Male Infertility May Have Obesity Link
Researchers Examine Connection Between Body Mass Index and Infertility
WebMD News Archive
Sept. 1, 2006 -- New research shows a possible link between male infertility and obesity.
The link -- based on male BMI (body mass index, which relates height to weight) -- hasn't been proven and needs further study, the researchers stress.
"To our knowledge this was the first study to examine male BMI and couple fertilityfertility. Thus, it is important that the findings will be confirmed or refuted in future studies," researcher Markku Sallmen, PhD, tells WebMD in an email.
Sallmen worked on the study while at the U.S. National Institute of Environmental Health Sciences and is now based at the Finnish Institute of Occupational Health in Helsinki, Finland.
The study appears in Epidemiology's September edition.
It's often hard to pin down the source of infertility. Men and women may each have risk factors for infertility.
For instance, women may have a harder time conceiving as they near the end of their childbearing years.
Also, "it is well documented that women who are overweight or obese are at higher risk of reproductive problems, including reduced fertility," the researchers write.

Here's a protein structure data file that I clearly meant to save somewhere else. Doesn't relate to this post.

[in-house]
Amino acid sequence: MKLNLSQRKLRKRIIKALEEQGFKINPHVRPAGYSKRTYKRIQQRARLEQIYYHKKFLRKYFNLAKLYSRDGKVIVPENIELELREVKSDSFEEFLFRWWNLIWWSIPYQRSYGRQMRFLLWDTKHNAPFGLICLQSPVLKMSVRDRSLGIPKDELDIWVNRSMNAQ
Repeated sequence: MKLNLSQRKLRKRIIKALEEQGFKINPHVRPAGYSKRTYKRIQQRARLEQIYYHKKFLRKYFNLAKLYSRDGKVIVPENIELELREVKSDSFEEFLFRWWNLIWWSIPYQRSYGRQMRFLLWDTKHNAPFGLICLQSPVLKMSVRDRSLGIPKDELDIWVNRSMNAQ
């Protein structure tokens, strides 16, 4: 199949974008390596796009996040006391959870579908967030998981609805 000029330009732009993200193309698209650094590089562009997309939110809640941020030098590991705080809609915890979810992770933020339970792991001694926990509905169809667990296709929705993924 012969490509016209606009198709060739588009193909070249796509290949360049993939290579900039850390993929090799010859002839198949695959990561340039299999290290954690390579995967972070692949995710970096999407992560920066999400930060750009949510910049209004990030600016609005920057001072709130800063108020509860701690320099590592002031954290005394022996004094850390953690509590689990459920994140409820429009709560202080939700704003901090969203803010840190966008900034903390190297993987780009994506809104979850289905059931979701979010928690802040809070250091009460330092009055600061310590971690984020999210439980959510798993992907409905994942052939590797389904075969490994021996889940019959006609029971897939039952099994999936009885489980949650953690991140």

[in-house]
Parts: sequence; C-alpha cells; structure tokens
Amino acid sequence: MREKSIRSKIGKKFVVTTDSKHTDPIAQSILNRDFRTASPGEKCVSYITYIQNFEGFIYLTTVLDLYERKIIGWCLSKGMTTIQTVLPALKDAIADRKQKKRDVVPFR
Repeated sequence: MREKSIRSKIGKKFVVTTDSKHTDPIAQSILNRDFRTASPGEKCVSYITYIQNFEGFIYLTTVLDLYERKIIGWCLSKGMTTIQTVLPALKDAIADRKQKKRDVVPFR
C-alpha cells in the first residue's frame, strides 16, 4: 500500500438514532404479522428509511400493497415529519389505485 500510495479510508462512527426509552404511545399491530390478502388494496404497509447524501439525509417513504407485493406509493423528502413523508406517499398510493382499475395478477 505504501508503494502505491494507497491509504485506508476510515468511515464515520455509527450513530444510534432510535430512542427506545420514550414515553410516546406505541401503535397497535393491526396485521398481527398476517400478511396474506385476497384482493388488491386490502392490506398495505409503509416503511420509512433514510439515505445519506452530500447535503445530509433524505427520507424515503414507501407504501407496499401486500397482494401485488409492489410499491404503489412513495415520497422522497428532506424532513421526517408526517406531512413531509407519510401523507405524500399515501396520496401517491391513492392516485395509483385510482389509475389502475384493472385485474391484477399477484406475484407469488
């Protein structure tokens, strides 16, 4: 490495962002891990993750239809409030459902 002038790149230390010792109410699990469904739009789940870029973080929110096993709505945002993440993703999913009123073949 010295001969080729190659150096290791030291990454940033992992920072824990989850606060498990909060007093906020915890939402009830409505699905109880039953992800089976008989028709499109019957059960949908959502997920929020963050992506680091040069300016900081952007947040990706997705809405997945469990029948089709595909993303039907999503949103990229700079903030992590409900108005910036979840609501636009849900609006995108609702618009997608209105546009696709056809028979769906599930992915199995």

But little has been known about what effect, if any, men's BMI has on infertility, Sallmen's team notes.
Sallmen and colleagues studied 2,111 couples in Iowa and North Carolina. The men in those couples were mainly farmers; their wives were less than 40 years old.
The researchers asked the men's wives about infertility, defined as not conceiving a pregnancypregnancy after at least 12 months of unprotected sex in the previous four years, even if the wives later got pregnant.
The husbands and wives reported their height and weight. The researchers used that data to calculate BMI.
The couples didn't get checkups or infertility tests for the study.
But the researchers noted factors including the wives' BMI and the age, smoking status, alcohol use, and exposure to solvents and pesticides for husbands and wives.
Compared with men with normal BMI of 20-22, those who had a three-point increase in BMI were 10% more likely to be a partner in an infertile couple during the four-year study period.